I'll say it...Logan wasn’t great, but I so desperately wanted it to be. I wrote an earlier post raving about the Logan trailer and how its gritty tale and awesome, unique premise had the potential to finally do the character justice. Hugh Jackman, I think we all agree, perfectly portrays one of the best characters Marvel has to offer. So it only makes sense that you’d want the movie to be a final swan song success. In every movie, the portrayal of Wolverine has been perfect, the story around him — not so much. I think the standalone films have some merit but ultimately crumble at crucial moments (*cough* Deadpool).
The problem I have with this Wolverine standalone is not necessarily the story, but rather the telling of the story. Here’s what I mean. I found the premise of X-23 and the evil testing facility to be great McGuffins (story devices that act as the reason for the story). The setup is fascinating, Charles is suffering from Alzheimer’s, Logan was a storied hero who has removed himself from the public eye. X-Men has disappeared and an evil agency is cloning/developing mutants for war. Great setup right?
Here’s where things go wrong.
Introduce Logan (Low) -> Logan finds girl, the two fight Akali (High) -> They run -> Fight Alkali at casino -> They run -> They fight at farmhouse -> They run -> Fight at boarder -> The End (she runs).
There’s no buildup, and tension remains pretty much the same throughout. The stakes never really change, the danger remains the same. Besides a few adjustments, the same thing happens four times over. The movie ended and I was disappointed that I watched four fights and a road trip in between.
The movie was heralded for deconstructing the superhero form. In this case it felt like that kitchen joke about fancy deconstructed food. A chef comes to a table serving “deconstructed bruschetta,” which is an uncut loaf of bread and a whole tomato. Rather than adhering to the rising action/three-act structure that’s featured in many films (not just superhero films), the film neglected all of that for a chase movie. Whenever they weren’t fighting they were hitting the road. There were no major twists (except X-24) and no closure. Akali-Transigen is still a company and we have no idea what happened to the other X-Men. It was just doses of action for two hours and then a sad ending. It felt too simple, like a loaf of bread and tomatoes.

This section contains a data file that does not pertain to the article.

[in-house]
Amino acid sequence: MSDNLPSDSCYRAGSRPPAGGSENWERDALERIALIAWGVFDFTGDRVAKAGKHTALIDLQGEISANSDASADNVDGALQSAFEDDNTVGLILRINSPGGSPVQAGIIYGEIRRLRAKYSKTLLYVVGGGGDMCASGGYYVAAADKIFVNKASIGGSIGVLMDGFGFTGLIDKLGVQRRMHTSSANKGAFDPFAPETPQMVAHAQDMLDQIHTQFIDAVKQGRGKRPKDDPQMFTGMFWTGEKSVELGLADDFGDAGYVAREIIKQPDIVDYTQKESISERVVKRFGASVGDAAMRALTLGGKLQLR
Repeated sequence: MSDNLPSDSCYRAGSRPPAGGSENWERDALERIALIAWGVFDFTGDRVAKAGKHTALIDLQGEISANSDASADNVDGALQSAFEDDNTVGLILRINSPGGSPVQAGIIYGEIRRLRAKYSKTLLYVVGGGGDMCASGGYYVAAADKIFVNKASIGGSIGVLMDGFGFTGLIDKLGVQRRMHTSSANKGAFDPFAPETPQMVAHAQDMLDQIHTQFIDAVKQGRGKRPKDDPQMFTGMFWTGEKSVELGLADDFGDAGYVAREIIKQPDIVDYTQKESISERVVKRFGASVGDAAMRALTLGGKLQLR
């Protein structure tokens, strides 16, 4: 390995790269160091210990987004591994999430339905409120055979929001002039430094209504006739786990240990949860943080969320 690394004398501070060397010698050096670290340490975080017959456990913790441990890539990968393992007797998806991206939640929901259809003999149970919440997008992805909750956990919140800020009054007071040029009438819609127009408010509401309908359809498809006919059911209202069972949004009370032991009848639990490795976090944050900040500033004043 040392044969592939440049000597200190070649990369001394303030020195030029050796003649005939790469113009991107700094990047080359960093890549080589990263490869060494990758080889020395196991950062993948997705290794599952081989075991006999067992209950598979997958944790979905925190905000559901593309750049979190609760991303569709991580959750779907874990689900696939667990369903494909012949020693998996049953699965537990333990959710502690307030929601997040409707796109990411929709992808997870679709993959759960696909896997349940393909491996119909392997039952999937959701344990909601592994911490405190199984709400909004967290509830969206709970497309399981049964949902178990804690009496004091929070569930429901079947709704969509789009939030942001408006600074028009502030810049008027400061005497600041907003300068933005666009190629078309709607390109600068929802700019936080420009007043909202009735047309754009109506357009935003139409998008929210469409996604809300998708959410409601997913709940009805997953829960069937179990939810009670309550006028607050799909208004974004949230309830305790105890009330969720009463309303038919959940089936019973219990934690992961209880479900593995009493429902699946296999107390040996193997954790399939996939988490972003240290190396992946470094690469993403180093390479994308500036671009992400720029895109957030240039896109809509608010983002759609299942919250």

Yes, every character had trauma that they had to deal with, which makes the story dynamic. Except very little is resolved. Charles dies in a gut-wrenching way, without seeing his dream realized, and Caliban dies and is harvested for DNA. I can say that Logan dies protecting his daughter, finally managing to protect one person he loves. That is one thing the writers managed to get right, Logan’s final act of redemption.
I feel that the film would’ve been better had there been more rising action and a sense of building tension/impending doom. I think the traditional structure would’ve been better suited. People argue that using the same structure makes Logan just like the rest of the superhero films but I disagree. Logan’s defining difference is the pure grit, tragedy and lack of spandex. That’s how Logan could’ve been deconstructed. Build it up to a climax just like any story but share a story that doesn’t fit the typical superhero mold.
In conclusion I desperately wanted to give Wolverine the movie it deserved. But unfortunately this movie wasn’t it. The premise was interesting, the action scenes intense, and conclusion sad but fitting. But despite these things, we were left with a very basic chase movie. Logan and X-23 run four times and they fight four times, the end. The stakes never changed. A good indicator of a film’s success is whether or not you’d watch it again (in a week). In this case, I wouldn’t.
I would like to thank Hugh Jackman for his portrayal. He single-handedly elevated the X-Movies to a level of success that wouldn’t happen without him. I just wished James Howlett got film he deserved for his time served.
Till next time!